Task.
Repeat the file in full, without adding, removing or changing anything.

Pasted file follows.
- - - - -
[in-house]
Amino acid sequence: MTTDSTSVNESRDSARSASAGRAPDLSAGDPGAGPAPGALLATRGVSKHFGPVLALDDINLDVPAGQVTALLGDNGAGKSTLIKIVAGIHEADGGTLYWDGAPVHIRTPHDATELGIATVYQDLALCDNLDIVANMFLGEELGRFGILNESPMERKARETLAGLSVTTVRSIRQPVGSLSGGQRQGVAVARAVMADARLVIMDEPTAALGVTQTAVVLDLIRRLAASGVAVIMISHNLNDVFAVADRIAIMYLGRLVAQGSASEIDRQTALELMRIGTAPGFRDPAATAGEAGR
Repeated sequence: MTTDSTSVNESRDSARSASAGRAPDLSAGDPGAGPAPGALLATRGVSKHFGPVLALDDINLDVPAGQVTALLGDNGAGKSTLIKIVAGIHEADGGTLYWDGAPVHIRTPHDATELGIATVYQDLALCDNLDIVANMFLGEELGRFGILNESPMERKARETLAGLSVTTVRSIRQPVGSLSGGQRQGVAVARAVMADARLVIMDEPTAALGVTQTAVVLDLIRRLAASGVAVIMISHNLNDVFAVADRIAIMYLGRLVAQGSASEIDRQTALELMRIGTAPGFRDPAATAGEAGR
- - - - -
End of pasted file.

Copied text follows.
[in-house]
Amino acid sequence: MTTDSTSVNESRDSARSASAGRAPDLSAGDPGAGPAPGALLATRGVSKHFGPVLALDDINLDVPAGQVTALLGDNGAGKSTLIKIVAGIHEADGGTLYWDGAPVHIRTPHDATELGIATVYQDLALCDNLDIVANMFLGEELGRFGILNESPMERKARETLAGLSVTTVRSIRQPVGSLSGGQRQGVAVARAVMADARLVIMDEPTAALGVTQTAVVLDLIRRLAASGVAVIMISHNLNDVFAVADRIAIMYLGRLVAQGSASEIDRQTALELMRIGTAPGFRDPAATAGEAGR
Repeated sequence: MTTDSTSVNESRDSARSASAGRAPDLSAGDPGAGPAPGALLATRGVSKHFGPVLALDDINLDVPAGQVTALLGDNGAGKSTLIKIVAGIHEADGGTLYWDGAPVHIRTPHDATELGIATVYQDLALCDNLDIVANMFLGEELGRFGILNESPMERKARETLAGLSVTTVRSIRQPVGSLSGGQRQGVAVARAVMADARLVIMDEPTAALGVTQTAVVLDLIRRLAASGVAVIMISHNLNDVFAVADRIAIMYLGRLVAQGSASEIDRQTALELMRIGTAPGFRDPAATAGEAGR